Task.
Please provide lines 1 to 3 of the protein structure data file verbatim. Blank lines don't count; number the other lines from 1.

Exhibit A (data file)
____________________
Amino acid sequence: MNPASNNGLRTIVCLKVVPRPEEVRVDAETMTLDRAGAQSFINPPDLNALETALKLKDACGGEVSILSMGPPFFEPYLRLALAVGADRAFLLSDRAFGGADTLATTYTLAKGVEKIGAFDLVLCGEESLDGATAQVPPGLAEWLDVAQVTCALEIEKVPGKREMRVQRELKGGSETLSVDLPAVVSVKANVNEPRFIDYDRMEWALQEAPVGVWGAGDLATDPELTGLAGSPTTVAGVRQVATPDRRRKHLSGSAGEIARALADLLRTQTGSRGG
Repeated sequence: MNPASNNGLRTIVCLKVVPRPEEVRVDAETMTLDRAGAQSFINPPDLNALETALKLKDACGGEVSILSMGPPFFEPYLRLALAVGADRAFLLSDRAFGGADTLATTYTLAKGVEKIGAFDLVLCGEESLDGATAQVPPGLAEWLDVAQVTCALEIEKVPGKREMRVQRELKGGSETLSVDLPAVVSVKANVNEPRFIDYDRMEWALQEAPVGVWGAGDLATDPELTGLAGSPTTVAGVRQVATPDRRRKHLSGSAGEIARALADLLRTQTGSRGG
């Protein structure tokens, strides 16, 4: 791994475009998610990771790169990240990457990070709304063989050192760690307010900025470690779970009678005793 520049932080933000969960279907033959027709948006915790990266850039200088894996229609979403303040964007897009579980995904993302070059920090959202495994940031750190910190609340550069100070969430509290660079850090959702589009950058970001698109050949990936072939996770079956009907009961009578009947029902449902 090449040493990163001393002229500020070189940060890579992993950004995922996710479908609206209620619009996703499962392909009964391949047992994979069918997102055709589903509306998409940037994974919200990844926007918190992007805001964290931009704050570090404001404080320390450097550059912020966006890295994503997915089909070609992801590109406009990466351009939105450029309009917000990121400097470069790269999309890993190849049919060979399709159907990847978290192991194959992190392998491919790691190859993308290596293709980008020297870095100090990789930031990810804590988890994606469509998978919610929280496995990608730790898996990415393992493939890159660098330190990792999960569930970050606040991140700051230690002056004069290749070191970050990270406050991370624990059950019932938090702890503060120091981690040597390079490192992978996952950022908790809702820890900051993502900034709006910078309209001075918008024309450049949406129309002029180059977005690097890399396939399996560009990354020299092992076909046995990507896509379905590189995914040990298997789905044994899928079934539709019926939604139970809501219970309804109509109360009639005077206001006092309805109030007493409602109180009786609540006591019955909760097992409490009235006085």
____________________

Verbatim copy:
Amino acid sequence: MNPASNNGLRTIVCLKVVPRPEEVRVDAETMTLDRAGAQSFINPPDLNALETALKLKDACGGEVSILSMGPPFFEPYLRLALAVGADRAFLLSDRAFGGADTLATTYTLAKGVEKIGAFDLVLCGEESLDGATAQVPPGLAEWLDVAQVTCALEIEKVPGKREMRVQRELKGGSETLSVDLPAVVSVKANVNEPRFIDYDRMEWALQEAPVGVWGAGDLATDPELTGLAGSPTTVAGVRQVATPDRRRKHLSGSAGEIARALADLLRTQTGSRGG
Repeated sequence: MNPASNNGLRTIVCLKVVPRPEEVRVDAETMTLDRAGAQSFINPPDLNALETALKLKDACGGEVSILSMGPPFFEPYLRLALAVGADRAFLLSDRAFGGADTLATTYTLAKGVEKIGAFDLVLCGEESLDGATAQVPPGLAEWLDVAQVTCALEIEKVPGKREMRVQRELKGGSETLSVDLPAVVSVKANVNEPRFIDYDRMEWALQEAPVGVWGAGDLATDPELTGLAGSPTTVAGVRQVATPDRRRKHLSGSAGEIARALADLLRTQTGSRGG
């Protein structure tokens, strides 16, 4: 791994475009998610990771790169990240990457990070709304063989050192760690307010900025470690779970009678005793 520049932080933000969960279907033959027709948006915790990266850039200088894996229609979403303040964007897009579980995904993302070059920090959202495994940031750190910190609340550069100070969430509290660079850090959702589009950058970001698109050949990936072939996770079956009907009961009578009947029902449902 090449040493990163001393002229500020070189940060890579992993950004995922996710479908609206209620619009996703499962392909009964391949047992994979069918997102055709589903509306998409940037994974919200990844926007918190992007805001964290931009704050570090404001404080320390450097550059912020966006890295994503997915089909070609992801590109406009990466351009939105450029309009917000990121400097470069790269999309890993190849049919060979399709159907990847978290192991194959992190392998491919790691190859993308290596293709980008020297870095100090990789930031990810804590988890994606469509998978919610929280496995990608730790898996990415393992493939890159660098330190990792999960569930970050606040991140700051230690002056004069290749070191970050990270406050991370624990059950019932938090702890503060120091981690040597390079490192992978996952950022908790809702820890900051993502900034709006910078309209001075918008024309450049949406129309002029180059977005690097890399396939399996560009990354020299092992076909046995990507896509379905590189995914040990298997789905044994899928079934539709019926939604139970809501219970309804109509109360009639005077206001006092309805109030007493409602109180009786609540006591019955909760097992409490009235006085």